JALT CUE ESP Symposium 2013
Getting Published in English: Opportunities and Obstacles
Date: Sept 7, 2013 1:00 - 6:00 p.m.
Cost: 2000 yen (1000 yen w/ student ID)
The CUE ESP Symposium—Hokuriku 2013 features: 1) A plenary presentation from two of the foremost experts in ESP and EAP publishing in Japan, 2) interactive workshops and research presentations addressing some of the barriers faced by NNS seeking to publish in English, 3) a chance to share your own ESP work during the poster presentation session, and 4) a round-table discussion on getting published in English as both a native and a non-native speaker of English.
Add to all this the opportunity to network with peers from throughout the country, a dinner featuring local cuisine, and the chance to visit the scenic old castle town of Kanazawa, and you have the makings for a great weekend. We look forward to seeing you here.
Call for submissions for the poster presentation session
Here is a chance to share your own work in ESP with other ESP practitioners in a poster presentation session during the CUE ESP Symposium—Hokuriku 2013. Posters can be in English or Japanese. Selection will be based on relevance to the field of ESP and professional quality. For more details see our poster submissions page.
Plenary Address: John Adamson and Theron Muller
From assignments toward publication: Brokering academic writing
This discussion will consider conversations of the disciplines among ESP/EAP teachers, students and content faculty regarding disciplinary writing norms. Traditionally, ESP/EAP instruction focuses on academic skills generally relevant to the classroom. Our intention is to bridge the academic writing classroom with writing for publication. We realize such a perspective provides a challenge for students and teachers, both perhaps unfamiliar with publishing norms, particularly those that are field specific. These norms include editorial expectations for the presentation of manuscripts and talk around texts, such as author email correspondence, along with expectations regarding revision and co-construction of research following editorial review. We feel the keys to overcoming these challenges lie in linking the classroom roles of teacher-as-writer and student-as-writer with a network of supportive literacy brokers. The implications of this are intra- and interdisciplinary in nature, calling for improved interconnection between EAP and content faculty and flattening of the hierarchical relationship that exists between them. Important for classroom practice, this involves a pedagogical approach moving beyond a focus on academic text production in the university curriculum toward the importance of specifically preparing classroom participants for writing for academic publication.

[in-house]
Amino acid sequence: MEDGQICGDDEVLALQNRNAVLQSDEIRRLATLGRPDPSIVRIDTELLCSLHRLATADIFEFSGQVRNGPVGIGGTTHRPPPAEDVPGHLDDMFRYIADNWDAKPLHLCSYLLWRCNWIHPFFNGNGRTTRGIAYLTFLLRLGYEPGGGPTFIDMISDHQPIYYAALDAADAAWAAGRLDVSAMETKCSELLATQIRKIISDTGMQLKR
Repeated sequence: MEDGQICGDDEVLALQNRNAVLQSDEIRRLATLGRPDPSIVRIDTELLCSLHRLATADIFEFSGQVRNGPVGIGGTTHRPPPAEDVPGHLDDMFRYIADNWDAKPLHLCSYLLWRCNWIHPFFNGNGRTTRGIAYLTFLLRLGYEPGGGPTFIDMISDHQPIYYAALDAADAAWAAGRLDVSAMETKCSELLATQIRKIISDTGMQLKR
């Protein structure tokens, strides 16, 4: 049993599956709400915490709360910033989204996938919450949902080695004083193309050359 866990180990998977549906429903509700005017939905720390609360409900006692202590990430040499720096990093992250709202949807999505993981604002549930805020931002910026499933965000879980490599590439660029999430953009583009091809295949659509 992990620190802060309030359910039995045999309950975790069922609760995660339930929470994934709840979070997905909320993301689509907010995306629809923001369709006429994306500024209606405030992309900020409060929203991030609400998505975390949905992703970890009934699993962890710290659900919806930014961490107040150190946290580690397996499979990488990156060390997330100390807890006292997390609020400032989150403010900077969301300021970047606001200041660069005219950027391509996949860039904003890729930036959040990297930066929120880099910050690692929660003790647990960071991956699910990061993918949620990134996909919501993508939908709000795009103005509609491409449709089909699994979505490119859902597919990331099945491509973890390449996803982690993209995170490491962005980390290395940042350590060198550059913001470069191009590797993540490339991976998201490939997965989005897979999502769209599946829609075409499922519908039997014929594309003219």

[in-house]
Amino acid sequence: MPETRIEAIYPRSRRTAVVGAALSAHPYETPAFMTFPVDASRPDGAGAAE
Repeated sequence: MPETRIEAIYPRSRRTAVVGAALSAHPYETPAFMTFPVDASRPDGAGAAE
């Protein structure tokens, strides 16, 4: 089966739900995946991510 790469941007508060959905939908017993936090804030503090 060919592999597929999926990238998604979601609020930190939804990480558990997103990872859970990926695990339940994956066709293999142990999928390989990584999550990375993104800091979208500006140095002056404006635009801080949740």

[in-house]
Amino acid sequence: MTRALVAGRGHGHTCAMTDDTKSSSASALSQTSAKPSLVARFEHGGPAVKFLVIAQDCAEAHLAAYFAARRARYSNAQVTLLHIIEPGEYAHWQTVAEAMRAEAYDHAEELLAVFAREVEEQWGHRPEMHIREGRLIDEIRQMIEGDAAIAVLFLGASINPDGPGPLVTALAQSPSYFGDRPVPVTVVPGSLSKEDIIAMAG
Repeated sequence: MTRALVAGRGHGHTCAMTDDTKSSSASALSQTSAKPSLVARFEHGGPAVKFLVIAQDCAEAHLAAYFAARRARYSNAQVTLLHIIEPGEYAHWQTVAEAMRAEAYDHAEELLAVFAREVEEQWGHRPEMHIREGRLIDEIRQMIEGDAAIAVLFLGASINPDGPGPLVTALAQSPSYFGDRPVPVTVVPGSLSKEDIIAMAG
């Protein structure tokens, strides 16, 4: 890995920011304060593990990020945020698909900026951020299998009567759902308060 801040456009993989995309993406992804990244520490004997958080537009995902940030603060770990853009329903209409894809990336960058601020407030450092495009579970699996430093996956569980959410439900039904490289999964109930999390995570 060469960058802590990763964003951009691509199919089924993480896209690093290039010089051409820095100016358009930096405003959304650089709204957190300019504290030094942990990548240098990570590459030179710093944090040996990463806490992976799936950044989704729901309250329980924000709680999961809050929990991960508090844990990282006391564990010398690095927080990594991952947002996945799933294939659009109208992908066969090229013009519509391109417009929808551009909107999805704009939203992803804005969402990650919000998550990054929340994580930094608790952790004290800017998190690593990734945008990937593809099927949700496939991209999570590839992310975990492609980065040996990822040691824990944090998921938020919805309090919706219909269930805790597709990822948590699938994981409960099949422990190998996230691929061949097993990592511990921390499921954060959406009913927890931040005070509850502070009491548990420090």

John Adamson is an Associate Professor at the University of Niigata Prefecture in Japan . He is Senior Associate Editor of /Asian EFL Journal and Chief Editor of The Linguistics Journal. He received his Ed.D. from Leicester University in the U.K. and is currently interested in interdisciplinarity and developing journal editorial systems.
Theron Muller, University of Toyama, is a teacher and researcher based in Japan. He is lead editor of Innovating EFL Teaching in Asia, Palgrave Macmillan and teaches the online MASH Academic Publishing course. He is interested in academic publishing research and TEFL/TESL classroom-based research.
Workshop/Paper 1: Iida Atsushi
Write like an engineer: Teaching writing in the Japanese EFL classroom
Writing is one of the crucial skills for communication, but it is sometimes seen as less important than reading, listening, and speaking skills in Japanese EFL contexts. In general, Japanese students are insufficiently trained to write papers in English as a foreign language (EFL) at the secondary and even the tertiary level. In this context, how can college English teachers teach writing to students who need to develop their written communication skills?